Notes on web development


Kontrast is compatible with all browsers that support a recent version of JavaScript called ECMAScript edition 2015 (ES6). Therefore, we recommend using a modern browser such as Firefox, Chrome, Edge or Safari, as they all support ES6. Note that Kontrast is not compatible with any version of Internet Explorer.

Debugging console

In every major browser there are developer tools that facilitate coding and debugging. You can usually open the developer tools by pressing F12 (in Chrome and Edge) or Ctrl-Shift-I (Firefox).

To see console log, open the developer tools first. Then click Console which you may find in the tab bar above. If the window is too narrow, you may see a » sign instead of Console. In this case, click the » sign and select Console.


We recommend a good text editor such as Atom, Notepad++, SublimeText, Vim and Emacs. These editors have features like syntax highlighting, brace matching, auto-completion and auto-indentation.

A text editor can often be extended using plugins, which allows you to use additional tools, such as linters and code formatters. Syntax linters are tools that statically analyze your code to find mistakes (such as misleading indentation, unused and undeclared variables, etc.). Code formatters automatically indent and (line-)warp your code, which is very useful.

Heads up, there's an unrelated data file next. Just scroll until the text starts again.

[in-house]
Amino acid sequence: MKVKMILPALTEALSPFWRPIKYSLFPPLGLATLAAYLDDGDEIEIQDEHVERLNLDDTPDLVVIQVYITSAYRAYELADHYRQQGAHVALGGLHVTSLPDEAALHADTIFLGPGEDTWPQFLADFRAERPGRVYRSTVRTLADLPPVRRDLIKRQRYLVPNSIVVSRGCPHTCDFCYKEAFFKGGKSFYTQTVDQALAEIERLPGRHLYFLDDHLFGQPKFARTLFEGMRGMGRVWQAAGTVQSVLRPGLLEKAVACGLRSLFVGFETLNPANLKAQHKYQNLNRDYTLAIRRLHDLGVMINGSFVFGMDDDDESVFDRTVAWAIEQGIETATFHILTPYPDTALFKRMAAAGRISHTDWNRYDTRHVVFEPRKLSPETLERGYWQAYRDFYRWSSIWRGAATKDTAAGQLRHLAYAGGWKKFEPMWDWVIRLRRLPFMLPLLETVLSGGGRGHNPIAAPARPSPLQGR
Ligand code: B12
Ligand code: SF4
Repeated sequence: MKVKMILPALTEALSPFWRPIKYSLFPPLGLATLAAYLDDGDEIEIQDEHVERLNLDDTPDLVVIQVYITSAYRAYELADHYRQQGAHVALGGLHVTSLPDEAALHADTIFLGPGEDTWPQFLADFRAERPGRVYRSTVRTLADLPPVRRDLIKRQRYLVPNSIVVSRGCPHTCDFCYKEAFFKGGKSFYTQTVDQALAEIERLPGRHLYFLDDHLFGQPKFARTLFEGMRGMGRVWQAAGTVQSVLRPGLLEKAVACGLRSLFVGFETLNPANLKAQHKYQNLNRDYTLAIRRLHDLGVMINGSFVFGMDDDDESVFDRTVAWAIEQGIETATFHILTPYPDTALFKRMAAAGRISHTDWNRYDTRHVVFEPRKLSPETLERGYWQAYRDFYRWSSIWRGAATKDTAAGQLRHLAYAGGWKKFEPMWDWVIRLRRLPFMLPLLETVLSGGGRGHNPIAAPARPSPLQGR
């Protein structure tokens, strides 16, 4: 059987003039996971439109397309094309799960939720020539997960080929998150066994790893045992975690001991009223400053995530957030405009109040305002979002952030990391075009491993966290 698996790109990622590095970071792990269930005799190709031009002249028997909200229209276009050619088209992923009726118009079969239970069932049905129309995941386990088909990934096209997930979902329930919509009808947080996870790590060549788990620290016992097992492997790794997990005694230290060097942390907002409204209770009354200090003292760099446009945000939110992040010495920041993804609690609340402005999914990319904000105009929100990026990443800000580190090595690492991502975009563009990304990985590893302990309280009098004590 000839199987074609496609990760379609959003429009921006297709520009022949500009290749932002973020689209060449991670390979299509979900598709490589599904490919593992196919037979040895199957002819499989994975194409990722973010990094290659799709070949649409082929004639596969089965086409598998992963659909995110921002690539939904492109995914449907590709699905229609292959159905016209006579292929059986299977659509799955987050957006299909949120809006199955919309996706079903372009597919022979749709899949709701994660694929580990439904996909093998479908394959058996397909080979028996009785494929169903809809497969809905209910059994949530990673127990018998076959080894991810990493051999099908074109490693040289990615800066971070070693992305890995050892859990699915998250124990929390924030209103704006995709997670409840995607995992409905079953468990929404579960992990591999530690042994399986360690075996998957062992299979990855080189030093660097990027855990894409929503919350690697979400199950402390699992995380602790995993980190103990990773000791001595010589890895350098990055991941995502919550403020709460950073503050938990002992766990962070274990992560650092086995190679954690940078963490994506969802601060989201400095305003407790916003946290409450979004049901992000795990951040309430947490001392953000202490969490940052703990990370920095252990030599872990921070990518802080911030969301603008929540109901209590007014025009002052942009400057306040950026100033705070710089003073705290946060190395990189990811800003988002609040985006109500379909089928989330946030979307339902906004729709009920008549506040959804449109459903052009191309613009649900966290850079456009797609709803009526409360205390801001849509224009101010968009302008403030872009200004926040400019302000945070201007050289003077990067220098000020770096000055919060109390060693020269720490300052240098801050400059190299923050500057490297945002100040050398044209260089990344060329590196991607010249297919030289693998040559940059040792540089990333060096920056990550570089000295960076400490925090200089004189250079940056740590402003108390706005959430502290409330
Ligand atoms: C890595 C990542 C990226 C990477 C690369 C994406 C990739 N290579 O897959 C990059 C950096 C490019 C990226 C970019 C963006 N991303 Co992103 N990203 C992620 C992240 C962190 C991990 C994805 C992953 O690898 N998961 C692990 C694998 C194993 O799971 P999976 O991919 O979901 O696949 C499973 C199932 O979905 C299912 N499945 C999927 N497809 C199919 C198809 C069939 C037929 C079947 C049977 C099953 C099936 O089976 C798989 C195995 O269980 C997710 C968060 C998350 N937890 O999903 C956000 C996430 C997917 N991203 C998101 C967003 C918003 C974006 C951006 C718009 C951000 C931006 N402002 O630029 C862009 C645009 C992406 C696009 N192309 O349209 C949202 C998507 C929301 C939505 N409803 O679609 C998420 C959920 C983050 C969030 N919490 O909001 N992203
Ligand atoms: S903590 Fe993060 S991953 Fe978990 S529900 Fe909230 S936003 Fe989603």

We can recommend using eslint as a linter. You can also use typescript as a linter when using the --checkJs option (details). A very good code formatter is prettier.

A common way to install the above mentioned software is using the node package manager (npm), which is bundled with node.js:

The following steps show how to install a package:

  1. Download node.js for your operating system and install the software.

  2. Open a terminal (On Windows: Open Command prompt or type Windows + R, type cmd and press enter)

  3. Enter npm install PACKAGE-NAME --global and press enter. Replace PACKAGE-NAME with, e.g., prettier.

Built-in mathematical functions

All mathematical functions available in JavaScript are listed in the MDN page on the Math object. By default, all numbers in JavaScript are IEEE 754 64-bit floating point numbers.

Online resources

The Mozilla Developer Network (MDN) is a great resource for all questions related to modern JavaScript and the Document Object Model (DOM).

The site Can I use... keeps an up-to-date list on the compatibility of new JavaScript features in browsers.